Journalists often get a serious case of the Woodward and Bernsteins about the manner in which they go about their work; at events nights such as the Walkleys, our industry can display all the bombastic self-importance ascribed above to a figure such as Einfeld.
The back story to this jaw-dropping fall from grace involves nothing more than curiosity, luck, and natural persistence driven by the dead-obvious realisation that the newspaper, of which I was editor at the time, had stumbled across something extraordinary.
Two things happened in the newsroom that night which sealed Einfeld’s fate, starting with the publication of this story on page nine of the second edition.
Both these things could so easily have gone undone amid the usual madness and time demands of producing a newspaper, where a story which is originally destined for a three-paragraph run on the bottom of page 11 generally receives scant attention.
As luck would have it - good luck for the paper and particularly bad luck for Marcus Einfeld - it was a seasoned news veteran in Michael Beach and a very green, unfailingly polite and chirpy young court reporter in Viva Goldner who ended up collaborating on a story which ultimately won them a Walkley and a News Award for the scoop of the year.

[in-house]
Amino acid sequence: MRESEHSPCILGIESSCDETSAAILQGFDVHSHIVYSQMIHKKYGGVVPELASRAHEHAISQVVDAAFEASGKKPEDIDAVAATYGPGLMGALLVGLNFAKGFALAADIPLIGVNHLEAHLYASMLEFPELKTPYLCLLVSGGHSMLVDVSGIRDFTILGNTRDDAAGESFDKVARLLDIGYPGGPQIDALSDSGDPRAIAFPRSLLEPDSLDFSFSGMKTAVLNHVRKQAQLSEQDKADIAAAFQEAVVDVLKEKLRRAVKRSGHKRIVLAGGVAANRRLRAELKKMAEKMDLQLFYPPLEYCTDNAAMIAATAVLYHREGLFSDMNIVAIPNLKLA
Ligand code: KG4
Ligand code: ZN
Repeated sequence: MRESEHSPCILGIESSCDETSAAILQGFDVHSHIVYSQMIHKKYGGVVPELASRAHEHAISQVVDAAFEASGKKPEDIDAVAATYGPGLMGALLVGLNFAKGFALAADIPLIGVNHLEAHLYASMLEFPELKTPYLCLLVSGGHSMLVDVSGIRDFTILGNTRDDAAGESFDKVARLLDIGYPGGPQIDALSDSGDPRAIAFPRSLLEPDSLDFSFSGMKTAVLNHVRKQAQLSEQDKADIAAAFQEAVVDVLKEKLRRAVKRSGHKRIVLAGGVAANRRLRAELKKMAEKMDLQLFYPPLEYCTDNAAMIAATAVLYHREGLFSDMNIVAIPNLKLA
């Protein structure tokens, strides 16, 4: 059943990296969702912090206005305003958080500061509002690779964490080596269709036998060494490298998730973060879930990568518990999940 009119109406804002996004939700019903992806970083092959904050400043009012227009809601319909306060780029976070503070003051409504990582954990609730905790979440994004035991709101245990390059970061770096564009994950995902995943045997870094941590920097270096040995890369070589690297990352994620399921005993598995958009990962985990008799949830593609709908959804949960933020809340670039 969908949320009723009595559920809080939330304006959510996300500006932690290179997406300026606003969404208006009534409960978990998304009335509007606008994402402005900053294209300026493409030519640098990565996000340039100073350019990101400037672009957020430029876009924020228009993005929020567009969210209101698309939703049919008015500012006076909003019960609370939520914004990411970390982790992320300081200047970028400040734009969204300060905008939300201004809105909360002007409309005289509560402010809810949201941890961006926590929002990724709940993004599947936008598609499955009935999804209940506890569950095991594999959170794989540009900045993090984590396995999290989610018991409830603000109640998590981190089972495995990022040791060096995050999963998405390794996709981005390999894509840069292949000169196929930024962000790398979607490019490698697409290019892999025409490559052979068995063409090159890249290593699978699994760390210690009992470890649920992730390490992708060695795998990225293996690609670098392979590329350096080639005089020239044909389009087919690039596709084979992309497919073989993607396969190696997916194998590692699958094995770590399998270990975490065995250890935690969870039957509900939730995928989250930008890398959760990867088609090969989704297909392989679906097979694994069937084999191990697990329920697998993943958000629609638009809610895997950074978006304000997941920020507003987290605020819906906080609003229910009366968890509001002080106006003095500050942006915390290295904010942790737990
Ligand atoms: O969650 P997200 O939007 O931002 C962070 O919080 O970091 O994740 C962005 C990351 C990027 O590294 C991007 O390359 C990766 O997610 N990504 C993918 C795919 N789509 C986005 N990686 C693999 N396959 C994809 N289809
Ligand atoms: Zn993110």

My role was to sit in the big office eating a toasted sandwich and to look up and say “Jesus” when they came in and told me the following.
Michael did a simple Google search on Teresa Brennan to find out who she was and to check the spelling of her name. Every web entry on the high-profile academic recorded the fact that she had died in a hit-and-run car accident in the US well before Einfeld’s car was caught speeding. Michael told Viva, and Viva found a home number for Marcus Einfeld, rang it, and over the course of a 90-second conversation with a 22-year-old reporter not long out of her cadetship, the Judge cooked his own goose.
Viva recounted the conversation as follows: